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Some of the issues now facing the professions as a result of the Engineering Council’s recently published ‘Competence and Commitment’ report are reviewed in this commentary commissioned by The Structural Engineer.
The mutually beneficial effects of combining steel and concrete in the same structural member and system are commonly utilised to advantage in design under primary (static) loads. For earthquake loading, different problems have to be addressed, as greater damping may be offset by increased mass and stiffness, leading to higher seismic loads. However, since composite construction is used extensively, especially for highrise construction, the seismic performance of this form of construction requires investigation and the development of specific design guidance. Over the past 9 years, extensive analytical and experimental studies have been undertaken at Imperial College, in collaboration with the University of Tokyo, Institute of Industrial Science. These studies confirmed that, with minimum design and detailing alterations, composite structures offer a most economical and reliable design alternative to steel and reinforced concrete structures. Professor A.S. Elnashai, B.M. Broderick and Professor P.J. Dowling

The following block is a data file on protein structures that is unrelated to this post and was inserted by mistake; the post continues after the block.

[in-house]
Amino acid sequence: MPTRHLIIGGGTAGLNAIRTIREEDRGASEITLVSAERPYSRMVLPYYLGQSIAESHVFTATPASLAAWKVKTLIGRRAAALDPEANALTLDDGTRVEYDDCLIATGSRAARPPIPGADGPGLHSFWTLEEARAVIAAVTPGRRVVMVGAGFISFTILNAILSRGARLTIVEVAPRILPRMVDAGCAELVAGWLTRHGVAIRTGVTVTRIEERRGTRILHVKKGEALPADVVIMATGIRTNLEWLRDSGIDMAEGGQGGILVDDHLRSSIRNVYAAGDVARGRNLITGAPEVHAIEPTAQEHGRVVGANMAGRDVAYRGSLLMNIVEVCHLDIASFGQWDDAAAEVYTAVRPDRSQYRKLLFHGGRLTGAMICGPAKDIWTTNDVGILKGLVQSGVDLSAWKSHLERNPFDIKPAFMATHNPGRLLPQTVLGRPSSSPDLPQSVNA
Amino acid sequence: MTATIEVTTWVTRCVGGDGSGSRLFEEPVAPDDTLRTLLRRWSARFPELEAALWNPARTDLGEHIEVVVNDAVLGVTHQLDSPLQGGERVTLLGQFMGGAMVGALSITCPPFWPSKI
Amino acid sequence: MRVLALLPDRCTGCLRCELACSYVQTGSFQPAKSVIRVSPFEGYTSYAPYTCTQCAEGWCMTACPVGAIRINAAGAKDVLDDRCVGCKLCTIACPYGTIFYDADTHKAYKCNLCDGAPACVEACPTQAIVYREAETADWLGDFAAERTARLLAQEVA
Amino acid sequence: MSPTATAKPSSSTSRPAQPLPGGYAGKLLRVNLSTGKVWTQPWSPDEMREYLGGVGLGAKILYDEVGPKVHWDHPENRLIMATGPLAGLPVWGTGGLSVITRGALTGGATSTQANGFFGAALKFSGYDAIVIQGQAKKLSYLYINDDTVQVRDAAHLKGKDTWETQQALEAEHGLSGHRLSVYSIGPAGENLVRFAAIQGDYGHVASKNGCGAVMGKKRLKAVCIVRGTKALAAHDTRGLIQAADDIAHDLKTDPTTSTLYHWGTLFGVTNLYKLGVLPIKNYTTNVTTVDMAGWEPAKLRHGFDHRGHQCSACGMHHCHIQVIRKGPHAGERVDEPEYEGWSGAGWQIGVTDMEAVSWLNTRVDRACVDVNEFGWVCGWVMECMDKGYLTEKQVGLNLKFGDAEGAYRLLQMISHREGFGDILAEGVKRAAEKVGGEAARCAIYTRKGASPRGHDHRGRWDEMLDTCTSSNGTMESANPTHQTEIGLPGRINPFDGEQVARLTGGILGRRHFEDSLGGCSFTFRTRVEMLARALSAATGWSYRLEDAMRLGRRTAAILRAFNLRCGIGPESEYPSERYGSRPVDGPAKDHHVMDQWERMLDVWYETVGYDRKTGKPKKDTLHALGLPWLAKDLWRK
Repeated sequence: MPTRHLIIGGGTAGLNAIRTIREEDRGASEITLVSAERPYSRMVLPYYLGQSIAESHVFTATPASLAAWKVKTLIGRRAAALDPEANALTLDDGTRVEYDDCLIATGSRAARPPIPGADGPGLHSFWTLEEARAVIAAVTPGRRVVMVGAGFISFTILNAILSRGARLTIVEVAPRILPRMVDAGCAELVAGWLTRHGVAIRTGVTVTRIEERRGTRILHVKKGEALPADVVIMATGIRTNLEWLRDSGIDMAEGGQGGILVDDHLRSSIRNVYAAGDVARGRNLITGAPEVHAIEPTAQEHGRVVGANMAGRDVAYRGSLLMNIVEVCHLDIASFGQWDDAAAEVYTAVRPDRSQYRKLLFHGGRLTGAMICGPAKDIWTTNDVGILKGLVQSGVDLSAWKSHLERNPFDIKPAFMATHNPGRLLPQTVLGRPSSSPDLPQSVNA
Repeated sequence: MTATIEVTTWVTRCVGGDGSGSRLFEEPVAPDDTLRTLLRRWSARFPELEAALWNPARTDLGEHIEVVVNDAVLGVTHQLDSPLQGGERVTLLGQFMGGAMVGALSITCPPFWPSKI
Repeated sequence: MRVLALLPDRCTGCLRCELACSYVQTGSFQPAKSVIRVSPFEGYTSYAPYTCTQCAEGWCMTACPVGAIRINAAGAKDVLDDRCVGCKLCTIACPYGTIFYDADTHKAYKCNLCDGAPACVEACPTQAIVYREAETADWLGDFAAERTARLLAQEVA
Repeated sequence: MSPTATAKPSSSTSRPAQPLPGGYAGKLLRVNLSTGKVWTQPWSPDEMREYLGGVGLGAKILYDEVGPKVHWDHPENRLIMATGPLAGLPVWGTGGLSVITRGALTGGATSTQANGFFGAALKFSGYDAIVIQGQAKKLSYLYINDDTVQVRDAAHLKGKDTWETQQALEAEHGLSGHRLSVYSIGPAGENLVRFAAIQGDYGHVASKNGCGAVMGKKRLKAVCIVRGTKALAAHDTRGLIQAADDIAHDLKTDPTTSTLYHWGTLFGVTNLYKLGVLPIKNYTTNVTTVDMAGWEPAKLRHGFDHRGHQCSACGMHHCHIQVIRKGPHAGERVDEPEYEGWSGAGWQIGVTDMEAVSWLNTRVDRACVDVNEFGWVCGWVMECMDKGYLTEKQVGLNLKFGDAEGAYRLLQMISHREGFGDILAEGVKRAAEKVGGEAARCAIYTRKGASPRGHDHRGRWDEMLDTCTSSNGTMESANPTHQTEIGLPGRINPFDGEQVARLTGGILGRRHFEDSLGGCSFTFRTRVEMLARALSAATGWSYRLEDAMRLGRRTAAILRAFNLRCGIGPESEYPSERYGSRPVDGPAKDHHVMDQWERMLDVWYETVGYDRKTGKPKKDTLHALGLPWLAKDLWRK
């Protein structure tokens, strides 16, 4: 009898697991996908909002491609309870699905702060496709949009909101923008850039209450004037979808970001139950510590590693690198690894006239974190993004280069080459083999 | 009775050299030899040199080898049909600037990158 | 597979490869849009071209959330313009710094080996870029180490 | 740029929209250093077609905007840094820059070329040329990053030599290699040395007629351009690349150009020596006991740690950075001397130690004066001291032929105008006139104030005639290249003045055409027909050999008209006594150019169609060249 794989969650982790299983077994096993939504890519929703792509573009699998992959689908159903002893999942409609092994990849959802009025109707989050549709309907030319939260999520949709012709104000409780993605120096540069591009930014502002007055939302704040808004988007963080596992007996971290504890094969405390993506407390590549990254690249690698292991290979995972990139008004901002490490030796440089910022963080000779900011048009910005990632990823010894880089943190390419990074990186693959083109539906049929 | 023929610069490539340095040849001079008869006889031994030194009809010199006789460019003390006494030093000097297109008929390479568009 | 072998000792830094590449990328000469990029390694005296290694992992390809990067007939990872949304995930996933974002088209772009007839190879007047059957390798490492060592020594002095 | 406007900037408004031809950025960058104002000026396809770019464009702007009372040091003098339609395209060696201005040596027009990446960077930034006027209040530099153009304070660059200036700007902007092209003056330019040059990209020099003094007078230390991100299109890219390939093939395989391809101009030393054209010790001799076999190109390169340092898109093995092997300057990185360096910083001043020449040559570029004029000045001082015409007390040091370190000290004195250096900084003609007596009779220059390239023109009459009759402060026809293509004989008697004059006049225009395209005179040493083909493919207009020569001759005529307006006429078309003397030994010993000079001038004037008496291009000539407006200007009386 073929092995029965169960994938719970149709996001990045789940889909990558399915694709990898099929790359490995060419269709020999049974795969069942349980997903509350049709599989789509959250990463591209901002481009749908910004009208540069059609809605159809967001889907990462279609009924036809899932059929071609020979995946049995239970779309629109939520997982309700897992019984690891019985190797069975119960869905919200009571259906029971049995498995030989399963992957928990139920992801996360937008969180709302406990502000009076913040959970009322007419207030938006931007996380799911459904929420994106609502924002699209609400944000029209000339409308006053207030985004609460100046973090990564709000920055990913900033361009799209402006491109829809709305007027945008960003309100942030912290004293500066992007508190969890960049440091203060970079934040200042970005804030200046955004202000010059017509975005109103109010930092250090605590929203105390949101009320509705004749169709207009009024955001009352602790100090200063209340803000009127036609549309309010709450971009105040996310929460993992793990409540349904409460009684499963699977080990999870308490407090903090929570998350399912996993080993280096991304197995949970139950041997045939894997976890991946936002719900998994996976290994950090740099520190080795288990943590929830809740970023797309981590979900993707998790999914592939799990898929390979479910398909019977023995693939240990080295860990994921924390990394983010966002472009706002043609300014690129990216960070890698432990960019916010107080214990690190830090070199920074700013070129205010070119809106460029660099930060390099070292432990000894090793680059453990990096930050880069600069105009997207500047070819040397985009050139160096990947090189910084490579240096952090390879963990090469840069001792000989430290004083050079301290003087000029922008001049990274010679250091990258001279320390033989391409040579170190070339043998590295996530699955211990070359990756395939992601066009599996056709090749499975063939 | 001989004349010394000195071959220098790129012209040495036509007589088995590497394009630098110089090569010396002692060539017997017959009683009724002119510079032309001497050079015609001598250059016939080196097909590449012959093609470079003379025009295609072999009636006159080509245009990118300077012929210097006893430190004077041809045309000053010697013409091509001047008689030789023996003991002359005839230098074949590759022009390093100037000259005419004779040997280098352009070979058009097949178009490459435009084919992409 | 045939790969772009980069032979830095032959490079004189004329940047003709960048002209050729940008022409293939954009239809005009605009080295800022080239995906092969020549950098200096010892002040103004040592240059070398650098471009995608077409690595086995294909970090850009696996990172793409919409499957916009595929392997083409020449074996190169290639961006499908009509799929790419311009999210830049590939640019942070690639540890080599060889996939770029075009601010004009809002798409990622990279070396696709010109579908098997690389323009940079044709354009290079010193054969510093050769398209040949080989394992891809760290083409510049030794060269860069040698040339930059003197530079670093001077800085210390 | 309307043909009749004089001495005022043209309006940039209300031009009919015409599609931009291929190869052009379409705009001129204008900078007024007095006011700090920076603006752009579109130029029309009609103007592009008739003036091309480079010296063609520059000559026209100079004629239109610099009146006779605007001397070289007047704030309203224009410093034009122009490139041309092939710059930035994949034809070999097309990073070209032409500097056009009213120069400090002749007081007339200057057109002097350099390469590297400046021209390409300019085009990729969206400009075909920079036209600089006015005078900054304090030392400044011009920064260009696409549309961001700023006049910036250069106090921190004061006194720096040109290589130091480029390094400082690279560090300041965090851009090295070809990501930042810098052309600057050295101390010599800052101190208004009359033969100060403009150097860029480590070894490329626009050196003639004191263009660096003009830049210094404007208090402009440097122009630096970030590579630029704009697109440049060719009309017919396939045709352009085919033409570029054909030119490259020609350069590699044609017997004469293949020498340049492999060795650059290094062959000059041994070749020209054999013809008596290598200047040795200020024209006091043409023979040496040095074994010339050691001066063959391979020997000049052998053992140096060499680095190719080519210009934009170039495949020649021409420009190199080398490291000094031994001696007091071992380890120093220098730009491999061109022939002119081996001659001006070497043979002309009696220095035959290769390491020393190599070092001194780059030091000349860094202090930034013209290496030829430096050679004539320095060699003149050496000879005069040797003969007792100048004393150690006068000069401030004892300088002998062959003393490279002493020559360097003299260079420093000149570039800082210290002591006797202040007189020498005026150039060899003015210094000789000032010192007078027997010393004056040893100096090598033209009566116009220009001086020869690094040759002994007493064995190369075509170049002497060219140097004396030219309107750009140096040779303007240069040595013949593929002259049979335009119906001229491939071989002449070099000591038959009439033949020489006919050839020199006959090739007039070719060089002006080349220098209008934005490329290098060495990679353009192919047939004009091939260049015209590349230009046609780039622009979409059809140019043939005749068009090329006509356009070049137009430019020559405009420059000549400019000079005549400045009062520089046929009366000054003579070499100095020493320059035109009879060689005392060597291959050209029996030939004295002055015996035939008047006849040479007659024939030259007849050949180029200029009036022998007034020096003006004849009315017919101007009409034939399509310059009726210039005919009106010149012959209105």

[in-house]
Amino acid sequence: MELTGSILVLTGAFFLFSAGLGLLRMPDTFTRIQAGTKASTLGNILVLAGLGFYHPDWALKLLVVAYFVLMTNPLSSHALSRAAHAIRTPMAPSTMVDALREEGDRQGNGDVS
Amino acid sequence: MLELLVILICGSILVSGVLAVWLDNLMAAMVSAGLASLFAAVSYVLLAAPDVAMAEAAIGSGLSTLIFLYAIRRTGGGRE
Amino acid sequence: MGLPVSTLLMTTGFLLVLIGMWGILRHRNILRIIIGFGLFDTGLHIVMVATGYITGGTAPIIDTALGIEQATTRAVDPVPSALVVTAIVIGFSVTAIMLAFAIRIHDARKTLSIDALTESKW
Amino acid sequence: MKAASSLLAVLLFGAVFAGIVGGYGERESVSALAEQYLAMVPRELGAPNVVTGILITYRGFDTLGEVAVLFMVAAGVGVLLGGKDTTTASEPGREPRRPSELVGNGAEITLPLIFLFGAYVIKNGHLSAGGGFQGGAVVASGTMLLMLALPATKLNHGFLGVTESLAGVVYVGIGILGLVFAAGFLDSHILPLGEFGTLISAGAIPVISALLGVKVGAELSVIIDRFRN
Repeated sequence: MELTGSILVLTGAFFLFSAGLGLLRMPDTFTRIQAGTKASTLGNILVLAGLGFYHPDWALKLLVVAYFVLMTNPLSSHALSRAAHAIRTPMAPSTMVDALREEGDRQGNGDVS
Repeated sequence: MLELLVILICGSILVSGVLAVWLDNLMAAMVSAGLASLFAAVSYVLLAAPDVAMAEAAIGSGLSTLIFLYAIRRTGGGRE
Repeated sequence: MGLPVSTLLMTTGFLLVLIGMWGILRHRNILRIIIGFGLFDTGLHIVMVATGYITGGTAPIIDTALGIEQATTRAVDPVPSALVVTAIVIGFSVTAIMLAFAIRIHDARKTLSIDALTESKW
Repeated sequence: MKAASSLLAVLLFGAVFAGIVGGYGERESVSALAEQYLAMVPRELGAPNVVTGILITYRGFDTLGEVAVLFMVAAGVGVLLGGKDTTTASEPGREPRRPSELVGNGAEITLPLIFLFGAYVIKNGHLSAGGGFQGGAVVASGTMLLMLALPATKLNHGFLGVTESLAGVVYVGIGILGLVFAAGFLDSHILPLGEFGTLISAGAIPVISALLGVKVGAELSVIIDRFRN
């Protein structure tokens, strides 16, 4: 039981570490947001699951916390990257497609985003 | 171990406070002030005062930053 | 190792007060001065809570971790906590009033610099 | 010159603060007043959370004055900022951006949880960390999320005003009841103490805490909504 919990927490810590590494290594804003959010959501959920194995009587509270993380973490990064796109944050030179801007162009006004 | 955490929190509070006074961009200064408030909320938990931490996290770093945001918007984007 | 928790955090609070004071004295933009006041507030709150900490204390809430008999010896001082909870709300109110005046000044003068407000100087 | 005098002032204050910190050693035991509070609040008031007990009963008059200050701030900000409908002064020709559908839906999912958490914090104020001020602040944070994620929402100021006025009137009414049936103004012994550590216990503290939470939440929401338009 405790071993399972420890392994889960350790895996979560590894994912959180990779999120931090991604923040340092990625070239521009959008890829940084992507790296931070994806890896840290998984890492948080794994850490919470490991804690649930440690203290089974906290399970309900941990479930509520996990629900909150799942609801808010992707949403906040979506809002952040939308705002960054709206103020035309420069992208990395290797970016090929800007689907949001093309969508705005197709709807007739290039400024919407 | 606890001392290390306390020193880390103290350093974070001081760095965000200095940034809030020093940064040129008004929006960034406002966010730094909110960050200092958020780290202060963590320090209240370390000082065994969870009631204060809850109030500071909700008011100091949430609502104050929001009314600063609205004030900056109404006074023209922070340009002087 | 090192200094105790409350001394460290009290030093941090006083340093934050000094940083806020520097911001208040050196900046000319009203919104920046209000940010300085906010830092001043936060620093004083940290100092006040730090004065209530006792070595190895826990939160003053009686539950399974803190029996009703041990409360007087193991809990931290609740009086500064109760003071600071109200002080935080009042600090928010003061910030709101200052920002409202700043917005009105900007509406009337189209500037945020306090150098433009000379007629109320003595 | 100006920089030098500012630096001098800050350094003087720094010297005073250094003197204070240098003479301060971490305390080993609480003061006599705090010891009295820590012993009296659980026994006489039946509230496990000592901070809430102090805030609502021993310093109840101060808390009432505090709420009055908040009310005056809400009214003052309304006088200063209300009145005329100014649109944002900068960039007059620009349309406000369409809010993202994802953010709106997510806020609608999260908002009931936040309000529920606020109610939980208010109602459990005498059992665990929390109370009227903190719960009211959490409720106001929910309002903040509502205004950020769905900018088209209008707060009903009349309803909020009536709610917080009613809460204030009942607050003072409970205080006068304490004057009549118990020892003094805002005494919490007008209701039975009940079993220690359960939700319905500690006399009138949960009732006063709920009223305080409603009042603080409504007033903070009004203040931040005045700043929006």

It is the Association of Specialist Underpinning Contractors’ (ASUC) objective to introduce quality standards, standards of health and safety, and codes of conduct for the industry. This article is intended as a practical guide to achieving good standards of underpinning and will assist supervising officers and contractors alike. P. Kiss